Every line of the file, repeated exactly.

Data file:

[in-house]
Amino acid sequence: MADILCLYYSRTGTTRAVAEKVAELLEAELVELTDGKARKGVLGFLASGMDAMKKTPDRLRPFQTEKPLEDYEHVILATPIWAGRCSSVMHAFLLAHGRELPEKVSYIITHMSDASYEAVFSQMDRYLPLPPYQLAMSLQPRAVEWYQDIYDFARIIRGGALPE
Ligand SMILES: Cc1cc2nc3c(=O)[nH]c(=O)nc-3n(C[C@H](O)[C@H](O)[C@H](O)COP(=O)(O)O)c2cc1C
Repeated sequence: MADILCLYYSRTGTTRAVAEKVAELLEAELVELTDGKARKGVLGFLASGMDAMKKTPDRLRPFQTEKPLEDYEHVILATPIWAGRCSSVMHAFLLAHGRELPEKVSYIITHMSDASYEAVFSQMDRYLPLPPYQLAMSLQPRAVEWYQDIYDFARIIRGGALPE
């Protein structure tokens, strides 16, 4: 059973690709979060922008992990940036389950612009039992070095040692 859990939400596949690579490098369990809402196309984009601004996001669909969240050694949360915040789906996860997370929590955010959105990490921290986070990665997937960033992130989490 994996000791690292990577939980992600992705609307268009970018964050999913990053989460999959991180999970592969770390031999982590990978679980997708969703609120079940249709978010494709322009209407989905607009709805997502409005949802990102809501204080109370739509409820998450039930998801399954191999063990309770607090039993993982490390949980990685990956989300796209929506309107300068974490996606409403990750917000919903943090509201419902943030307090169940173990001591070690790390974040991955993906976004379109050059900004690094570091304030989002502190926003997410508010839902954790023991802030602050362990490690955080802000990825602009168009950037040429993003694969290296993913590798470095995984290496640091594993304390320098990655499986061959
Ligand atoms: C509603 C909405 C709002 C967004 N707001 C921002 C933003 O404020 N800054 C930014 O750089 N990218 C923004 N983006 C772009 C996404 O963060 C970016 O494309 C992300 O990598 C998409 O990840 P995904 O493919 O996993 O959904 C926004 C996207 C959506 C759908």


[in-house]
Amino acid sequence: MADILCLYYSRTGTTRAVAEKVAELLEAELVELTDGKARKGVLGFLASGMDAMKKTPDRLRPFQTEKPLEDYEHVILATPIWAGRCSSVMHAFLLAHGRELPEKVSYIITHMSDASYEAVFSQMDRYLPLPPYQLAMSLQPRAVEWYQDIYDFARIIRGGALPE
Ligand SMILES: Cc1cc2nc3c(=O)[nH]c(=O)nc-3n(C[C@H](O)[C@H](O)[C@H](O)COP(=O)(O)O)c2cc1C
Repeated sequence: MADILCLYYSRTGTTRAVAEKVAELLEAELVELTDGKARKGVLGFLASGMDAMKKTPDRLRPFQTEKPLEDYEHVILATPIWAGRCSSVMHAFLLAHGRELPEKVSYIITHMSDASYEAVFSQMDRYLPLPPYQLAMSLQPRAVEWYQDIYDFARIIRGGALPE
């Protein structure tokens, strides 16, 4: 059973690709979060922008992990940036389950612009039992070095040692 859990939400596949690579490098369990809402196309984009601004996001669909969240050694949360915040789906996860997370929590955010959105990490921290986070990665997937960033992130989490 994996000791690292990577939980992600992705609307268009970018964050999913990053989460999959991180999970592969770390031999982590990978679980997708969703609120079940249709978010494709322009209407989905607009709805997502409005949802990102809501204080109370739509409820998450039930998801399954191999063990309770607090039993993982490390949980990685990956989300796209929506309107300068974490996606409403990750917000919903943090509201419902943030307090169940173990001591070690790390974040991955993906976004379109050059900004690094570091304030989002502190926003997410508010839902954790023991802030602050362990490690955080802000990825602009168009950037040429993003694969290296993913590798470095995984290496640091594993304390320098990655499986061959
Ligand atoms: C509603 C909405 C709002 C967004 N707001 C921002 C933003 O404020 N800054 C930014 O750089 N990218 C923004 N983006 C772009 C996404 O963060 C970016 O494309 C992300 O990598 C998409 O990840 P995904 O493919 O996993 O959904 C926004 C996207 C959506 C759908």